Brexit (1): Can Arbitration be Used to Fix Unresolved U.K.-EU Matters? - international litigation blog
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Brexit (1): Can Arbitration be Used to Fix Unresolved U.K.-EU Matters?

Brexit (1): Can Arbitration be Used to Fix Unresolved U.K.-EU Matters?


Brexit is definitely a source of political, legal, financial and diplomatic uncertainties. It is also a source of discussions in arbitration and international litigation circles. Indeed, Brexit will certainly have an impact of London has a hub for arbitration (something that we discussed earlier with Professor Bermann), but it will also have a strong impact on the litigation practice in the United Kingdom (the U.K.).

In this context, I have decided to devote a series of blog posts on those issues. The first of those blog posts has kindly been drafted and prepared by my colleague, Benedict Blunnie (intern at Van Bael & Bellis) on the possibility, for the European Union (the EU) and the U.K., to have recourse to arbitration as a means to solve their unfinished business.

Happy reading!


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With less than eighteen months until the U.K. is expected to leave the EU, the British government is keen to discuss its future trade relationship with the EU. The rest of the EU member States (the EU27), however, have made their priorities clear: no talk of a future relationship before sufficient progress is made on the three key issues of (i) EU citizens’ rights; (ii) the Irish-Northern Irish border; and (iii) the so-called ‘divorce bill’ of outstanding debts and budget contributions*.

Recent efforts by Prime Minister Theresa May to advance negotiations – a speech in Florence, a dinner in Brussels, various visits to other European capitals – have largely failed to move the EU27 from their initial position.

The ‘divorce bill’ includes existing obligations and commitments already made in the 2014-2020 EU budget, as well as long-term liabilities (such as pensions) and ‘contingent liabilities’ (possible future obligations such as loan guarantees). At the European Council of 19-20 October 2017, Mrs May said that negotiators were going through the bill ‘line by line’. So far, the EU has refused to talk in terms of figures, preferring to agree a methodology first. Estimates of the final bill range from EUR 20 billion to upwards of EUR 60 billion.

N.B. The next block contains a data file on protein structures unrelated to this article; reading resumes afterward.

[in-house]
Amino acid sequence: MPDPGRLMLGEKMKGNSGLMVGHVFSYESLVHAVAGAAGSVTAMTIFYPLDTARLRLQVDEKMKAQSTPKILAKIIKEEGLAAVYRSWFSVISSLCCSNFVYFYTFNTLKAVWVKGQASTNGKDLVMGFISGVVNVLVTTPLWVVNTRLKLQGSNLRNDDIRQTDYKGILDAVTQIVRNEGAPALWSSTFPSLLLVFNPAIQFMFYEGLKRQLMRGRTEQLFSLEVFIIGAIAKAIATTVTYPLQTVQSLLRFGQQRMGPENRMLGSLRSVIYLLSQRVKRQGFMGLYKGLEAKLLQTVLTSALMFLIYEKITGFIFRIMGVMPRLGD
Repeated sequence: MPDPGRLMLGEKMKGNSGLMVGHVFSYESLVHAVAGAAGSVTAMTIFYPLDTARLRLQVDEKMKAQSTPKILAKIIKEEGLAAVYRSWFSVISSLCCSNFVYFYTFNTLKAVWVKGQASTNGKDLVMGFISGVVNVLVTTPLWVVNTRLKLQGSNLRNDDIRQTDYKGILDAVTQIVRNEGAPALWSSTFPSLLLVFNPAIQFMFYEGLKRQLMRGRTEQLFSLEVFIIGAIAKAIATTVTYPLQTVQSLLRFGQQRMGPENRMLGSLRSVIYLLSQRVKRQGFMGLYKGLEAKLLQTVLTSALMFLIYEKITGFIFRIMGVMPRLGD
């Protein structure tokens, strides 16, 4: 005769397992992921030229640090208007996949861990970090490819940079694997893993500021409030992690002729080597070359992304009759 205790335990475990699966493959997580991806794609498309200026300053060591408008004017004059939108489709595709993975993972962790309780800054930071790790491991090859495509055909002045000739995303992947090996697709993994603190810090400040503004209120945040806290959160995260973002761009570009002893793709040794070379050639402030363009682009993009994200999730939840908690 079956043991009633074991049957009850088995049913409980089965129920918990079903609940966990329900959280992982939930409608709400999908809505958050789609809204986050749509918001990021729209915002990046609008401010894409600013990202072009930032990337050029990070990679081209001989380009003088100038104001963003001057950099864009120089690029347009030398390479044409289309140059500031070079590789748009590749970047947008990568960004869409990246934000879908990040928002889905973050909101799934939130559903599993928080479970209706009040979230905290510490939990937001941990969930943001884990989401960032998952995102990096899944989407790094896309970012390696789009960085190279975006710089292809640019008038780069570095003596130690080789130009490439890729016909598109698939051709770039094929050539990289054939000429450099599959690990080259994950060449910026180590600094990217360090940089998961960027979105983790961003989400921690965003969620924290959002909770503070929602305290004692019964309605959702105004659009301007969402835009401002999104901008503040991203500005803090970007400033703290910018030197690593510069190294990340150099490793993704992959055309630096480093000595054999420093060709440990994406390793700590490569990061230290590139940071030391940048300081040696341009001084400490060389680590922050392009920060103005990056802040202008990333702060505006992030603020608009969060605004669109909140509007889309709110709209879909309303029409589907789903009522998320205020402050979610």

But what if the U.K. and EU took a more imaginative approach? In a blogpost for the Brussels-based thinktank Bruegel, the Belgian economist André Sapir suggests that the parties could create space in the negotiations by submitting the ‘divorce bill’ to arbitration. The post dates from May 2017 and seems to have garnered little discussion – but perhaps now the negotiations could benefit from some creative thinking and novel solutions.

The key issue is that both the U.K. and the EU have very different ideas about how to resolve their differences. The U.K. has stated, in its Future Partnership paper that it seeks to end the ‘direct jurisdiction’ of the Court of Justice of the European Union (the CJEU) over the U.K.; the EU, by contrast, has prioritised the autonomy of the Union legal order**.

In the case of the divorce bill the lines are clearly drawn. It is, essentially, a zero sum game: what one party loses, the other gains. As Sapir points out, this leads to both sides taking increasingly entrenched positions. With time in short supply, the negotiations could benefit from a fresh breath of objectivity. An external adjudicator could provide this objective perspective, as well as freeing up negotiators to focus on more political concerns such as the recognition of citizens’ rights and the future of the Irish border.

Three neutral parties are suggested – the CJEU, the International Court of Justice (the ICJ) and the Permanent Court of Arbitration (the PCA). Of these, the PCA seems to be the most promising model, though not without flaws.